Happy Beacon Awareness Day!

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05 April 2017
The Galileo SAR service reduces the time to detect a person in distress from three hours to just 10 minutes.
The Galileo SAR service reduces the time to detect a person in distress from three hours to just 10 minutes.

On 6 April, the GNSS world marks Beacon Awareness Day (406 Day), a day intended to remind Search and Rescue 406MHz beacon owners to test their beacons, check their batteries and update their Cospas-Sarsat or National Oceanic and Atmospheric Administration (NOAA) registration. Started in 2013 by US beacon manufacturer ACR Electronics, the day is also an opportunity to raise awareness on the benefits and responsibilities of owning such 406 MHz beacons as Emergency Position Indicating Radio Beacons (EPIRBs) and Personal Locator Beacons (PLBs). Perhaps most importantly, 406 Day is a chance to share the stories of those whose lives were ‘saved by the beacon’ and to encourage others to #getabeacon.  

Register your beacon: register your beacon with the COSPAS-SARSAT database

In conjunction with 406 Day, the GSA is officially launching its Galileo's SAR service. The Galileo SAR service is Europe’s contribution to the upgrade of the international satellite-based COSPAS-SARSAT system. Within the Galileo/SAR service coverage area, the service will be available at sea, in the mountains, across the desert and in the air and available to help SAR operators respond to a distress signal faster and more efficiently.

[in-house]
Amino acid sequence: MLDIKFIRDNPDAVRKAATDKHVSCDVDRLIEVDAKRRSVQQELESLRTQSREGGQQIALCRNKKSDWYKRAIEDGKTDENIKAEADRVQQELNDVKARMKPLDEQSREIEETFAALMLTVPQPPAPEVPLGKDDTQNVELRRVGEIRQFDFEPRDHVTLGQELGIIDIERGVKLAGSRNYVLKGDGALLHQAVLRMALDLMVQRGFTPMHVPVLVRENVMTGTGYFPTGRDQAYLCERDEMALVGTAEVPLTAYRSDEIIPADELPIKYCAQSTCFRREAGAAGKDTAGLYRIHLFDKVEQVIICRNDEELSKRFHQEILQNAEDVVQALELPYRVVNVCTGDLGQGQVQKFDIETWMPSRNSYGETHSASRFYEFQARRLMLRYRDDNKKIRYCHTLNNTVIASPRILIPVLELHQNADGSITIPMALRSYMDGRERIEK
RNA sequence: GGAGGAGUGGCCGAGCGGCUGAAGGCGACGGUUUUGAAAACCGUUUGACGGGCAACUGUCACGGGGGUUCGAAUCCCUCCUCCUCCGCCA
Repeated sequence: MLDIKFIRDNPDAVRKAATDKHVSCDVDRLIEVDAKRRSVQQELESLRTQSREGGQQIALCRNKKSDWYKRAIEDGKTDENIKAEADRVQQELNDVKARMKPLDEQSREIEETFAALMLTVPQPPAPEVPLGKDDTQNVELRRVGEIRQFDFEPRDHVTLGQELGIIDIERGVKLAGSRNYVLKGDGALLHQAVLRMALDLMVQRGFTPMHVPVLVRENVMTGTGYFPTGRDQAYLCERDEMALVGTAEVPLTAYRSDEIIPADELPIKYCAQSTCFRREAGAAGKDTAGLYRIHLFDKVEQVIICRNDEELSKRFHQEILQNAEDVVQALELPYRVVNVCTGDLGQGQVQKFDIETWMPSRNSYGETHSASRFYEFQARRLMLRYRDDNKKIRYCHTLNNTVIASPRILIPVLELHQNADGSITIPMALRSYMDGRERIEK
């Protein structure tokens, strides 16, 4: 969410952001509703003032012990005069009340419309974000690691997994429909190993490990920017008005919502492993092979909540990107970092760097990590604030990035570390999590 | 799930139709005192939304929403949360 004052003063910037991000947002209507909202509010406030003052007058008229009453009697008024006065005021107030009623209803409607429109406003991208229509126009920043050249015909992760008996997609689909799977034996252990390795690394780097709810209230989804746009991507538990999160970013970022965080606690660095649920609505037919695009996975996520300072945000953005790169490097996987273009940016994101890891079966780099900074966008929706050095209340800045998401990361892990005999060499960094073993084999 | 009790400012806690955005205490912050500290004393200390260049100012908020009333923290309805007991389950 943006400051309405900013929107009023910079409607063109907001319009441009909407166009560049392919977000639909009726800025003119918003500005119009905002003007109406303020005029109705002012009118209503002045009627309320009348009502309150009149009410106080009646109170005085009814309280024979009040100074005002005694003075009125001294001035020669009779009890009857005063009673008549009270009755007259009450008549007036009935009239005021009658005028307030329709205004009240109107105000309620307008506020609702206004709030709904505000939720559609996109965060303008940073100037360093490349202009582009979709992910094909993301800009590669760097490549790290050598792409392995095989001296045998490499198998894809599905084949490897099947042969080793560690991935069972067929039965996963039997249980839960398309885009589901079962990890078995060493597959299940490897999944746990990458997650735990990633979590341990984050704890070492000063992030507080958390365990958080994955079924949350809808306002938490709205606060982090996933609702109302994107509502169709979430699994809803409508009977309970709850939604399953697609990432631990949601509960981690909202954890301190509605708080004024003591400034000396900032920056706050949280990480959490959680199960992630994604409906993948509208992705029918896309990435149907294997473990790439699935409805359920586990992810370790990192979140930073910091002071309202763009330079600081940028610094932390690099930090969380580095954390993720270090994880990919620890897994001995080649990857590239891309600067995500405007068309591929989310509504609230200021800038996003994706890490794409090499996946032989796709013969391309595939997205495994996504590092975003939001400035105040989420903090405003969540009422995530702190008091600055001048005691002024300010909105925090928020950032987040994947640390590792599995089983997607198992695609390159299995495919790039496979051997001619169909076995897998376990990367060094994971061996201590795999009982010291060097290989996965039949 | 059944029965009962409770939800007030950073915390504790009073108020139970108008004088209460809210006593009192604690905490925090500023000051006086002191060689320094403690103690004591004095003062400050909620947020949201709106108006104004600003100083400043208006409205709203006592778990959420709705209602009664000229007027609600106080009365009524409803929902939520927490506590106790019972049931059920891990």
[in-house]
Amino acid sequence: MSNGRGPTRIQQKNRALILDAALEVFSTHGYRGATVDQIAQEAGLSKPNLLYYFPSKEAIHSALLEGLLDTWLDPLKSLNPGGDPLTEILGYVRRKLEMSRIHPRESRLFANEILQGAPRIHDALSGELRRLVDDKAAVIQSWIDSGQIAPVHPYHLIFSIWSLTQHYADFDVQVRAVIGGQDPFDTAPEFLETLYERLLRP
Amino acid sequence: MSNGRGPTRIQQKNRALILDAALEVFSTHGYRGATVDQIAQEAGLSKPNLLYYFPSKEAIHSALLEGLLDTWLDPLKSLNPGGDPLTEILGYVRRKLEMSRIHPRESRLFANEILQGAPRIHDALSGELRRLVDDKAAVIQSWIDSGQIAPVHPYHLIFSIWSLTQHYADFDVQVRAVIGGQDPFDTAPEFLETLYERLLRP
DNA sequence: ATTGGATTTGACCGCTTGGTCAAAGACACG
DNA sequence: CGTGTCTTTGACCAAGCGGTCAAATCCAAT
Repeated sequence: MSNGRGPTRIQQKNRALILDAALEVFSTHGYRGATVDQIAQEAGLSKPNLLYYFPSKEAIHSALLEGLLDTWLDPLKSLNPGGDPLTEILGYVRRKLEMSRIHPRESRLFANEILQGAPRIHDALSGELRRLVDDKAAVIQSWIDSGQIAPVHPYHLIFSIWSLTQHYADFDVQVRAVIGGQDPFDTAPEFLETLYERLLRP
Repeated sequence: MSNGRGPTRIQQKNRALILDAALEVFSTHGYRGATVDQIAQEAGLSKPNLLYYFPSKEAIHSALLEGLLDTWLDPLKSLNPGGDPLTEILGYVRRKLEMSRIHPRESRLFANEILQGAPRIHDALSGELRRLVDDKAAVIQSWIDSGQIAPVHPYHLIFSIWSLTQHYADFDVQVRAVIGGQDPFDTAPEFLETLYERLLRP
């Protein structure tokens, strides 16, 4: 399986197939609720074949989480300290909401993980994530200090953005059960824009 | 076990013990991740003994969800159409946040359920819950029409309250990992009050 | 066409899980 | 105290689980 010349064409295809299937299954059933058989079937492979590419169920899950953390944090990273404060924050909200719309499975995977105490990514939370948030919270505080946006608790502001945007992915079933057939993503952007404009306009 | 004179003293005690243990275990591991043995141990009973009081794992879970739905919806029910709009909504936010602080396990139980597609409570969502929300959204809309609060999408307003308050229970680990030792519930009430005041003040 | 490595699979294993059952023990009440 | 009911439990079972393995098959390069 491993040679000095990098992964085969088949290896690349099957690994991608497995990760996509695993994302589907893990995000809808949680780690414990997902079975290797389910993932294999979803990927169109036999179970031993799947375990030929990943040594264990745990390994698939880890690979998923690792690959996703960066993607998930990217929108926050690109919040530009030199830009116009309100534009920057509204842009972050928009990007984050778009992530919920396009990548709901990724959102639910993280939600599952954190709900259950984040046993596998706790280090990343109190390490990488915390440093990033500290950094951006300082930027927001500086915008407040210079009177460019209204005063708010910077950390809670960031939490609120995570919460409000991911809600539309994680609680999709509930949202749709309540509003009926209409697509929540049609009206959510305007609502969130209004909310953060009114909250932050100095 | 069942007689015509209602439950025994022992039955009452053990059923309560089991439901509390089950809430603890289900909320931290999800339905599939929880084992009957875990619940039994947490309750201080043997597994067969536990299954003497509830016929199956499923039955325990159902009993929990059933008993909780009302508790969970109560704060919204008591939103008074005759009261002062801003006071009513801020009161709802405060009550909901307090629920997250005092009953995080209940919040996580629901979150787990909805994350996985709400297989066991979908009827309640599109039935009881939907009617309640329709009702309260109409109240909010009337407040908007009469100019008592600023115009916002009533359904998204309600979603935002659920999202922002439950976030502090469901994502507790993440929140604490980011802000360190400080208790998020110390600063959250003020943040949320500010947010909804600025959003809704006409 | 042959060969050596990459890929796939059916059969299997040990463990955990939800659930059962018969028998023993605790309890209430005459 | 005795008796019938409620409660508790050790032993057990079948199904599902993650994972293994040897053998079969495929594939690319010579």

Did you know?

  • Six kilos – the weight of the SAR transponder on a Galileo satellite – can make the difference between life and death
  • Over the past three years, satellites helped save an average of six lives every day
  • Galileo satellites relay ANY distress call coming from a SARSAT-enabled beacon without costs or need for a subscription

Helping to save lives

The Galileo SAR service is comprised of two components: an automatic forward link distress alert and a unique return link alert (available end of 2018) that informs the sender that their message has been received. This combination, along with the increased positioning accuracy provided by Galileo, has reduced the time it takes to detect a person lost at sea or in the mountains from three hours to just 10 minutes after the distress beacon is activated. Furthermore, the localisation of the distress beacon has improved from 10 km to less than 5 km.

Watch this: Reaching you faster when every minute matters video

The net result of the improvements offered by the Galileo SAR service is that more lives are saved. In fact, in January 2017, the Galileo SAR service helped rescue eight people within the French MCC zone alone. “Not only does the improved capacity offered by the Galileo SAR service help save lives, thanks to the reduced time to acquire a signal, it also makes Search and Rescue operations – more efficient for emergency responders,” says GSA Executive Director Carlo des Dorides. “Thus, it is our pleasure to take part in the 406 Day initiatives to raise awareness of the Galileo SAR service and to help all operators support and promote the use of 406 MHz beacons.”

Call for proposals

The GSA, in close collaboration with the European Commission recently launched a call for proposals to develop 406 MHz beacons with the return link capability. The deadline for this call is 31 May.

Media note: This feature can be republished without charge provided the European GNSS Agency (GSA) is acknowledged as the source at the top or the bottom of the story. You must request permission before you use any of the photographs on the site. If you republish, we would be grateful if you could link back to the GSA website (http://www.gsa.europa.eu).

Updated: Jan 30, 2018